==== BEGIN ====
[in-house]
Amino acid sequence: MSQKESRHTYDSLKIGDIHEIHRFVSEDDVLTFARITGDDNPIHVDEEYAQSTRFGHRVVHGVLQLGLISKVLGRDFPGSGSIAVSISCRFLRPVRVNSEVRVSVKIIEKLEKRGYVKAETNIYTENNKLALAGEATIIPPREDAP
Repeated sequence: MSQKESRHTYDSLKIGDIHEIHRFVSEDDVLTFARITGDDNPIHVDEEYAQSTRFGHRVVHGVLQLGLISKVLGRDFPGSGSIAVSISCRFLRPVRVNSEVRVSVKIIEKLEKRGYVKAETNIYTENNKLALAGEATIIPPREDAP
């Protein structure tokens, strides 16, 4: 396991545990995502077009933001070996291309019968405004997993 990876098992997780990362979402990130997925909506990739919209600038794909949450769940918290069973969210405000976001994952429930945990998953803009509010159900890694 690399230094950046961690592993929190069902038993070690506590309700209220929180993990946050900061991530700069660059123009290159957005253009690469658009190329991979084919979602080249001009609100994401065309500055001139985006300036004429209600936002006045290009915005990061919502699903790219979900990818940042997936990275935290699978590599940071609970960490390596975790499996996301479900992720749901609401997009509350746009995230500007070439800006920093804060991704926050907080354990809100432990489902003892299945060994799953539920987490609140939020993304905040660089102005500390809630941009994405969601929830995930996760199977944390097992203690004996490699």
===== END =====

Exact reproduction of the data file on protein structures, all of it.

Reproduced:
[in-house]
Amino acid sequence: MSQKESRHTYDSLKIGDIHEIHRFVSEDDVLTFARITGDDNPIHVDEEYAQSTRFGHRVVHGVLQLGLISKVLGRDFPGSGSIAVSISCRFLRPVRVNSEVRVSVKIIEKLEKRGYVKAETNIYTENNKLALAGEATIIPPREDAP
Repeated sequence: MSQKESRHTYDSLKIGDIHEIHRFVSEDDVLTFARITGDDNPIHVDEEYAQSTRFGHRVVHGVLQLGLISKVLGRDFPGSGSIAVSISCRFLRPVRVNSEVRVSVKIIEKLEKRGYVKAETNIYTENNKLALAGEATIIPPREDAP
């Protein structure tokens, strides 16, 4: 396991545990995502077009933001070996291309019968405004997993 990876098992997780990362979402990130997925909506990739919209600038794909949450769940918290069973969210405000976001994952429930945990998953803009509010159900890694 690399230094950046961690592993929190069902038993070690506590309700209220929180993990946050900061991530700069660059123009290159957005253009690469658009190329991979084919979602080249001009609100994401065309500055001139985006300036004429209600936002006045290009915005990061919502699903790219979900990818940042997936990275935290699978590599940071609970960490390596975790499996996301479900992720749901609401997009509350746009995230500007070439800006920093804060991704926050907080354990809100432990489902003892299945060994799953539920987490609140939020993304905040660089102005500390809630941009994405969601929830995930996760199977944390097992203690004996490699």